Dr. King spoke to me as a student at Bloomsburg University in 1993.

That year, Jim Lucas gave dramatic readings during King Day events. It was as if he channeled Dr. King. He looked like Dr. King. He sounded like Dr. King. While I know it wasn’t, it seemed as if it was.

I along with everyone else knew that on April 4, 1968, Dr. King was assassinated in Memphis, where he had traveled to support sanitation workers who had been on strike for nearly two months demanding safer working conditions and the right to join AFSCME Union Local 1733. Dr. King spent his life fighting for social justice, non-violence, equality, and human rights.

He moved me. I wrote this in my journal my freshman year at Bloom, “It felt as if Dr. King was speaking to me through this man. I felt as if I was being touched and called on by Dr. King himself…It could also be that going to school in Bloomsburg has made me see that racism does exist and Dr. King’s speeches helped me realize that he was searching for ways to alleviate tension.”

Just months earlier after starting school at Bloom, I became a founding member of a ground that we named Students Together Alleviating Racial Tension (S.T.A.R.T.). The group was a mix of students who sponsored and participated in a variety of activities. The one that really was the most important allowed us to visit the local middle and high school to talk about race and culture. At that time, the local community had very little racial differences. Typically, the only people of color walking down the street happened to be a college student.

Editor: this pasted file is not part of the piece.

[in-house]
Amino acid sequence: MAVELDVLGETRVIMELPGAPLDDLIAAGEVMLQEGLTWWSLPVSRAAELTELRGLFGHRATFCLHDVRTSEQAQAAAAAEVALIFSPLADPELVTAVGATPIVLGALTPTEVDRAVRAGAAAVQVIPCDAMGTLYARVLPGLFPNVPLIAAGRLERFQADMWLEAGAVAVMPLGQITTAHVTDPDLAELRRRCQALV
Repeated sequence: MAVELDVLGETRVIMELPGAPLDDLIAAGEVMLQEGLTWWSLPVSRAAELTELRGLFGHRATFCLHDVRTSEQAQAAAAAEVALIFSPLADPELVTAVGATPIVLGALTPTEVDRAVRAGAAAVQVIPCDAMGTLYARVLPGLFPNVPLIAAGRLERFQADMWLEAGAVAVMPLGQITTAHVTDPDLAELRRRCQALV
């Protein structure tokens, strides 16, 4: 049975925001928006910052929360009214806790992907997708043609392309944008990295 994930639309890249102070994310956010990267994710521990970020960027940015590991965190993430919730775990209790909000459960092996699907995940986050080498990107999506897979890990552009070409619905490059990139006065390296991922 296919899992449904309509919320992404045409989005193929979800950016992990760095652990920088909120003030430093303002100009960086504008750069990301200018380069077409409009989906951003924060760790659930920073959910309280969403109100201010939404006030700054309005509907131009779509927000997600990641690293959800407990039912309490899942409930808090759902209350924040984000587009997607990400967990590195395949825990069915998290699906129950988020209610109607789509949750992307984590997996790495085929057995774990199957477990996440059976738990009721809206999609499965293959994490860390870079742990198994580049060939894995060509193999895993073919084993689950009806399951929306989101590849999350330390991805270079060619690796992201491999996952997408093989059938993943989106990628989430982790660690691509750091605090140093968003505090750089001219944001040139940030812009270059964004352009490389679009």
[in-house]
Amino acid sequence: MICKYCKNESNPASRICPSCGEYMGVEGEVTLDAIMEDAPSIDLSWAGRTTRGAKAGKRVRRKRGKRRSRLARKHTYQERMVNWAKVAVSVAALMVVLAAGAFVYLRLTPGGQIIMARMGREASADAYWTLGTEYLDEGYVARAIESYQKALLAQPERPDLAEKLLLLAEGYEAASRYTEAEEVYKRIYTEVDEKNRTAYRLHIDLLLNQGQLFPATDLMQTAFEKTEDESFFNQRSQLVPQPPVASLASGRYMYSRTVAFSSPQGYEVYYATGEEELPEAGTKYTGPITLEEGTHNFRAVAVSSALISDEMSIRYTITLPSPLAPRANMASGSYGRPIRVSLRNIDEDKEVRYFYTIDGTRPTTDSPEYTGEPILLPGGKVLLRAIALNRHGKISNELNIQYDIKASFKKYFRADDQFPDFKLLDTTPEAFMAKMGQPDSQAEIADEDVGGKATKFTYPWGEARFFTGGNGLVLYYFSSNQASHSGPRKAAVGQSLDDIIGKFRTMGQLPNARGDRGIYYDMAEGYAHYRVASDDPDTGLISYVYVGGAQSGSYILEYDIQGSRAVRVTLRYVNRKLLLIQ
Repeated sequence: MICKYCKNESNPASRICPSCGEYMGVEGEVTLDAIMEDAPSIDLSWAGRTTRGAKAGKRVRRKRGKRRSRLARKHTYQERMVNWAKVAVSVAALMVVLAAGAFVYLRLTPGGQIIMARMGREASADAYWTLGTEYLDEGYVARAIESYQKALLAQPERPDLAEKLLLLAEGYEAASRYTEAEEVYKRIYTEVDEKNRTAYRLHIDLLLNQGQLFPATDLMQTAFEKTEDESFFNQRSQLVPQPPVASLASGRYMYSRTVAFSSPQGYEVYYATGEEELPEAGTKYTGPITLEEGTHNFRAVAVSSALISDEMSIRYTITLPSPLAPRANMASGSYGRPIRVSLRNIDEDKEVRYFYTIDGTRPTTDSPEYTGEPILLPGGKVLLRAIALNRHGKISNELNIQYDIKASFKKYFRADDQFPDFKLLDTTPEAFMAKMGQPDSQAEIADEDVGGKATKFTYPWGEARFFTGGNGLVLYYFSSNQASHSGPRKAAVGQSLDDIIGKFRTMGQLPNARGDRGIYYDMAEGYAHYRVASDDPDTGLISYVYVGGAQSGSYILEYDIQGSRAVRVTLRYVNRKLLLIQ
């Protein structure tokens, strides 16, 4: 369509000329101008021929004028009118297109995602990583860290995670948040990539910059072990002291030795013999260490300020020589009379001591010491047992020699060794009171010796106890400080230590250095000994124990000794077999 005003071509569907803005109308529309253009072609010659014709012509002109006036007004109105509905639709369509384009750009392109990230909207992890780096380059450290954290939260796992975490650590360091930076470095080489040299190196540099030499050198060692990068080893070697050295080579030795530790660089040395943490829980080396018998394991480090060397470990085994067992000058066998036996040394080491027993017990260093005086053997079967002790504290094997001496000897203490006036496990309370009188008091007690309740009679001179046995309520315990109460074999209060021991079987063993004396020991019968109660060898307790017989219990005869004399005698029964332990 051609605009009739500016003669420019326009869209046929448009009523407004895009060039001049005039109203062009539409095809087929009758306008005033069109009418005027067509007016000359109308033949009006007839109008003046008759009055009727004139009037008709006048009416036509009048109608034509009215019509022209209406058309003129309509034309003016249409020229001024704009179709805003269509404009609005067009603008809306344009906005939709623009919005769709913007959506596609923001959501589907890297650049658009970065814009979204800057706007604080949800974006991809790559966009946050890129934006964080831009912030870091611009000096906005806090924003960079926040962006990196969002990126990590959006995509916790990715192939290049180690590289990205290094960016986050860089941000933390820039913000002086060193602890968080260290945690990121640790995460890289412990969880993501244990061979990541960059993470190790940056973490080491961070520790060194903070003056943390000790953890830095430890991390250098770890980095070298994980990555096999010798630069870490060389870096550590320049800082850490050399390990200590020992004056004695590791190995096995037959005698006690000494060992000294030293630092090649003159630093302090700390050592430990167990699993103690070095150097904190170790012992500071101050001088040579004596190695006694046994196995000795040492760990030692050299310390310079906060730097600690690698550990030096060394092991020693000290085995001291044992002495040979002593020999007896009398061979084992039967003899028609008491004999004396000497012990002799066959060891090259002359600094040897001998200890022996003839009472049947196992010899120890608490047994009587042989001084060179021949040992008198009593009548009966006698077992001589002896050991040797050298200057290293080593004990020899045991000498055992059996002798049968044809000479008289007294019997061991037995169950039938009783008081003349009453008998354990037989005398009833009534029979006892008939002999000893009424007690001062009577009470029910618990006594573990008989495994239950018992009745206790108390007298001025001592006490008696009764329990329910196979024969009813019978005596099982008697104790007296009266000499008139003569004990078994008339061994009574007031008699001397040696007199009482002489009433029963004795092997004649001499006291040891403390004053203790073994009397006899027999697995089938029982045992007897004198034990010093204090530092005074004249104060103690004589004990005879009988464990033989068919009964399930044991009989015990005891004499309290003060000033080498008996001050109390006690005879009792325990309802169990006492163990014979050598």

So, what does that do to a community? Does it make it more accepting of differences? And is it easy to find similarities in those differences?

Many days and nights I didn’t think so. I do hear it’s different in Bloomsburg these days. But, how far have we come overall in the U.S.? I think we all may have different answers to that one.

I grew up in a family and town that is very multicultural. I don’t ever really think that I thought about racial disparities until I started attending Bloomsburg. But while I was there, it was on. I lived, breathed, and slept S.T.A.R.T. I felt it was such important work to do. I wanted to leave Bloomsburg making a difference, even if it were for just one person.

That still lives with me today. I have this desire to do more. I’m working towards that path of doing more including a project that I hope to share more about in the next few months. Until then, I take the opportunity to learn each day.

I know that there are still a lot about Dr. King I have to learn. I look forward to learning more when I visit the King Memorial in Washington D.C. this fall. The memorial, which is scheduled to open on August 28, 2011, is in a direct line between the Lincoln Memorial, where he delivered his “I Have a Dream” speech, and the Jefferson Memorial. The opening falls on the 48th anniversary of King’s speech.

There was so much more to the man than many tend or want to remember. In addition to talk about racial discrimination, he was also an opponent of the Vietnam War, a critic of U.S. foreign policy and economic injustices.

In reflecting on today in history, I try to think of what Dr. King would say about where we are as a country with our people. I’m not so sure he would be so proud. What about you?